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How the end of Toys ‘R’ Us can benefit millennial shoppers
Toys “R” Us 

When Toys “R” Us announced plans to close all its US stores, some blamed Amazon while others (including Toys “R” Us itself) blamed millennials. As The Atlantic once pointed out, millennials loved visiting Toys “R” Us when we were kids, but as parents, we’d rather just order through our phones.


In its financial filings for 2017 Toys “R” Us blamed millennials for not having enough kids to support the brick and mortar stores, noting that its “revenues are dependent on the birth rates.” Here’s the thing though: According to Pew, there are more than 16 million millennial moms in America. That’s a lot of customers for Toys “R” Us and Babies “R” Us to appeal to. It just didn’t.

Now, Millennial parents and the retailers who get us stand to benefit from the collapse of Toys “R” Us. Turns out, shopping for toys and baby gear might actually be even easier without Toys “R” Us in the picture.

Here’s how:

Amazon could expand brick and mortar

Bloomberg reports Amazon is considering buying some of the closing Toys “R” Us locations. Amazon’s already in the brick and mortar game since purchasing Whole Foods, and is noticing an increase in quick trips since installing Amazon lockers in some locations.

If Amazon does move into some former Toys “R” Us storefronts, parents might find that instead of waiting for a stock person to help you get that toy down and then waiting in line to pay, you might just use a code to open a locker, pick up your order and be quickly on your way to that birthday party.

Target’s got us covered

According to Credit Suisse analysts, 90% of Toys “R” Us locations and 96% of Babies “R” Us stores are within five miles of a Target, so parents aren’t going to have to go far to get their toy fix.

Plus, many parents already love Target for offering things that make our lives easier, like nursing rooms and drive-up order pick ups. According to the Chicago Tribune, the retailer plans to “continue to invest to create an even better Target” in the wake of the Toys “R” Us closures.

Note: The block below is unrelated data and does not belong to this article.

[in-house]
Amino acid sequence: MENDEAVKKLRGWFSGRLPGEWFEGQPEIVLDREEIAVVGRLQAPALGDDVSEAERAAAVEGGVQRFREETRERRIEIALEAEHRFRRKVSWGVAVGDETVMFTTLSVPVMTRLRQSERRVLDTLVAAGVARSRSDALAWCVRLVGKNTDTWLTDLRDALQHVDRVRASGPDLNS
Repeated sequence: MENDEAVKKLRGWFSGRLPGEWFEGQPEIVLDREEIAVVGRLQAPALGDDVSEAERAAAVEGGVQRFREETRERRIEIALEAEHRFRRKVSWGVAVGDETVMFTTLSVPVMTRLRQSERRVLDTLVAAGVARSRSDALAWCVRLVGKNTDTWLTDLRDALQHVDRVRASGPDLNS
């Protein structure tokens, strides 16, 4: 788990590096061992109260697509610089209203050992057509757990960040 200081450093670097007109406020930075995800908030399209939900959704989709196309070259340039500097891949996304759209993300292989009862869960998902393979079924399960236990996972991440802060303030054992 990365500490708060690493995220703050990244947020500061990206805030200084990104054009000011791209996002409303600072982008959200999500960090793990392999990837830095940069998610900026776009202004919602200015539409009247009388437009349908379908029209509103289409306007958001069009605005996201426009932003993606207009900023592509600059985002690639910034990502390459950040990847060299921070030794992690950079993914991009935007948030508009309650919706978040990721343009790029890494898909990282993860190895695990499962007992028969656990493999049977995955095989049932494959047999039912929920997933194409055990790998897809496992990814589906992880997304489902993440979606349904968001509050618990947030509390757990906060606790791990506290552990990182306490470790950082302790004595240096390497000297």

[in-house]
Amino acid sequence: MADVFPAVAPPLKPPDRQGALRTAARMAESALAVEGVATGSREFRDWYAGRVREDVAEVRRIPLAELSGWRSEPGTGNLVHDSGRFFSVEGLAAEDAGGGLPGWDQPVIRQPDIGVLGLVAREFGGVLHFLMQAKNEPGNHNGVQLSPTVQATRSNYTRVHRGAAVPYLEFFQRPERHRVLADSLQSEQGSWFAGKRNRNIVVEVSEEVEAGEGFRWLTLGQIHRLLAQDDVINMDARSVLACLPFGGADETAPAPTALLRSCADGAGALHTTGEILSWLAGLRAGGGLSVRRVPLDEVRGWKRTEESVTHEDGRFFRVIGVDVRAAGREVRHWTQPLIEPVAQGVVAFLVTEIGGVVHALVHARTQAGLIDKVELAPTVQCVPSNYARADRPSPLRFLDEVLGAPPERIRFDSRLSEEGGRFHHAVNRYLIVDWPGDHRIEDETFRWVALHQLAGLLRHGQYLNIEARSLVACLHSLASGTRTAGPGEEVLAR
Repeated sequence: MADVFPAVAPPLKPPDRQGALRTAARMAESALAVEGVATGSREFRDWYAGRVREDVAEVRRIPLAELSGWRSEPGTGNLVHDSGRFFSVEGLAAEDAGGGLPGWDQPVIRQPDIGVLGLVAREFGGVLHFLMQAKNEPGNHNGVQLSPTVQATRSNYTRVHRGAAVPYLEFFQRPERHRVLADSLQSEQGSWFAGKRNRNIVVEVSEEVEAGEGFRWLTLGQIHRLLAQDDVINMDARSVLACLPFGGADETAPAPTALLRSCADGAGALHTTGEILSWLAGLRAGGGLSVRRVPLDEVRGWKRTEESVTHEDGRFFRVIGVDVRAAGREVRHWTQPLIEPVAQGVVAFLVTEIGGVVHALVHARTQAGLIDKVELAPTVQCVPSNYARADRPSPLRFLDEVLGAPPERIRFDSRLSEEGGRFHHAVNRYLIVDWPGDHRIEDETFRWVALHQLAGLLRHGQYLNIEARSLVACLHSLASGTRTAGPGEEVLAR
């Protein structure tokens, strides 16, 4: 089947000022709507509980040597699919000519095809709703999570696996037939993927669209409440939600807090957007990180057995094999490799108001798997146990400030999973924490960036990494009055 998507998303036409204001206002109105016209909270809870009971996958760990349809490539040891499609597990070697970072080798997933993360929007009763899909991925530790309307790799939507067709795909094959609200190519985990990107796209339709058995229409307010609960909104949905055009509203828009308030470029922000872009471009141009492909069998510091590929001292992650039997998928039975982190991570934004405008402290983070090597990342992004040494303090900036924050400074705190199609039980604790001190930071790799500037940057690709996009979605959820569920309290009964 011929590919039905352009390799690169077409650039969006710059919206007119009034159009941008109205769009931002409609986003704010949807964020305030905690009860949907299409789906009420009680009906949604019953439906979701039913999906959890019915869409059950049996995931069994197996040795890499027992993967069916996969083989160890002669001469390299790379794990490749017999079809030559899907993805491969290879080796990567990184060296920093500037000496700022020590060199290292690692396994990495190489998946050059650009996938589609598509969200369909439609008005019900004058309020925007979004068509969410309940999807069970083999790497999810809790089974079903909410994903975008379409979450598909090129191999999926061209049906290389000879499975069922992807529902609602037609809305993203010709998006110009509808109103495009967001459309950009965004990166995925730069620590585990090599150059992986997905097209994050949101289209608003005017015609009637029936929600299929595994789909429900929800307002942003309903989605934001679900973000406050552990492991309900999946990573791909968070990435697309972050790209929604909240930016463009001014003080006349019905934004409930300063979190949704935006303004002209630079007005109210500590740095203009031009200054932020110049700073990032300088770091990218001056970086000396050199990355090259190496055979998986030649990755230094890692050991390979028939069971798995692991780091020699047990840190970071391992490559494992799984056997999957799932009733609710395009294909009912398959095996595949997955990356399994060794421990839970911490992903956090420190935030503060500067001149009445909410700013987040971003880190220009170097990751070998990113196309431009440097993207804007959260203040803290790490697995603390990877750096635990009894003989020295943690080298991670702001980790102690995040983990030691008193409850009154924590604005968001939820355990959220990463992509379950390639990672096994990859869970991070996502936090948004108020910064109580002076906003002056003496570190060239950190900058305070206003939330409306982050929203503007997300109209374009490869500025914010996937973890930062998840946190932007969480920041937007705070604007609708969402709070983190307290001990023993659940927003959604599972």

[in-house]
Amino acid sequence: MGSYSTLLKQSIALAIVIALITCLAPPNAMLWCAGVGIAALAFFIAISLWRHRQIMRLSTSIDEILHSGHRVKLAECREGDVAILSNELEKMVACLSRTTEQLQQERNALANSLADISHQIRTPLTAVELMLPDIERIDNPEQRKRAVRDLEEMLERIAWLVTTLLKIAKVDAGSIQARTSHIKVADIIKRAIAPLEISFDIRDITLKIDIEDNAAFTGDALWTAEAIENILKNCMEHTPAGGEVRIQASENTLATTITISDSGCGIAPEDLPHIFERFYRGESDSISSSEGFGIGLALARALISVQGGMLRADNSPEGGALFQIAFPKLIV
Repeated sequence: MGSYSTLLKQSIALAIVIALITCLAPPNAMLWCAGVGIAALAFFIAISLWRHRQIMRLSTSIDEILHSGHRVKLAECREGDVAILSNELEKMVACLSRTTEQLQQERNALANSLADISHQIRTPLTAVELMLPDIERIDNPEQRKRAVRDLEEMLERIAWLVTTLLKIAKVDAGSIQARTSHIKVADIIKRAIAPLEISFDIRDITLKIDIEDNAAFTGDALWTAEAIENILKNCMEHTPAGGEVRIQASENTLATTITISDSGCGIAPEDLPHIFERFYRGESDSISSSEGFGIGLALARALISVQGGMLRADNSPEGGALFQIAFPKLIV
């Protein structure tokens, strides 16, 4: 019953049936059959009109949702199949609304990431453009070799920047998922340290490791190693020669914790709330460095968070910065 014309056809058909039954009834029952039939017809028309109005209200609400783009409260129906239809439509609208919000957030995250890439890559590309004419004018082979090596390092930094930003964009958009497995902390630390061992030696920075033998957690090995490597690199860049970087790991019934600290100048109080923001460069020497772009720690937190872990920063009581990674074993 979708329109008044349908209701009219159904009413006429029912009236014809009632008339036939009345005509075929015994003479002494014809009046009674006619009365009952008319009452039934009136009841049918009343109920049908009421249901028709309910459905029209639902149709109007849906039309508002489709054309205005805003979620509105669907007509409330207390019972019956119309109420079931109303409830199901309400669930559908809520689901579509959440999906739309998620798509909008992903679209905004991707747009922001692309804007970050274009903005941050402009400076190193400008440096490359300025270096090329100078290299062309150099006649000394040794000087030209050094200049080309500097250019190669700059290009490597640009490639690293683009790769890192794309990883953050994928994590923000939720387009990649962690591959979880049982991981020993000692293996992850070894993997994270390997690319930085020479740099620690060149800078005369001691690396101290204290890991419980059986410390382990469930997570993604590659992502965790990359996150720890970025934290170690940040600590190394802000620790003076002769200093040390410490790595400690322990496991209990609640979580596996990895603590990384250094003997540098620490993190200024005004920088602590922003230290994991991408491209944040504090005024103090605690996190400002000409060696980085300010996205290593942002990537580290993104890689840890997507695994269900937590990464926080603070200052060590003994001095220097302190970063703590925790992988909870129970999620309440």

We don’t know how they could make it any better, but continued innovation sounds good to us. We may have loved trips to Toys “R” Us when we were kids, but this generation grew up to love a Target run.

A millennial-inspired plan to save Toys “R” Us

As forward-thinking retailers try to appeal to the customers Toys “R” Us didn’t, billionaire toy executive Isaac Larian is hoping crowdfunding can help him keep half the Toys “R” Us stores around.

According to the Associated Press, Larian (his company is best known for the Bratz dolls) and some other investors have already raised $200 million and hope to raise four times that amount via GoFundMe.

It’s a very millennial tactic, but it’s not likely to appeal to the generation Toys “R” Us blamed for its demise (the campaign has only raised $49,000 as of this writing).

For mamas who are scrambling to spend gift cards and are losing their Endless Earnings registry rewards, or who’ve had to recreate a Babies “R” Us registry elsewhere in the late stages of their pregnancy, donating to Larian’s cause might not be very appealing.

Even if the crowdfunding campaign is successful, not all the Toys “R” Us stores will be saved. It truly is the end of a retail era, a conclusion punctuated with the recent passing of 94-year old Toys “R” Us founder Charles Lazarus. He reinvented the way parents buy toys, and now, someone else will do the same for our generation.

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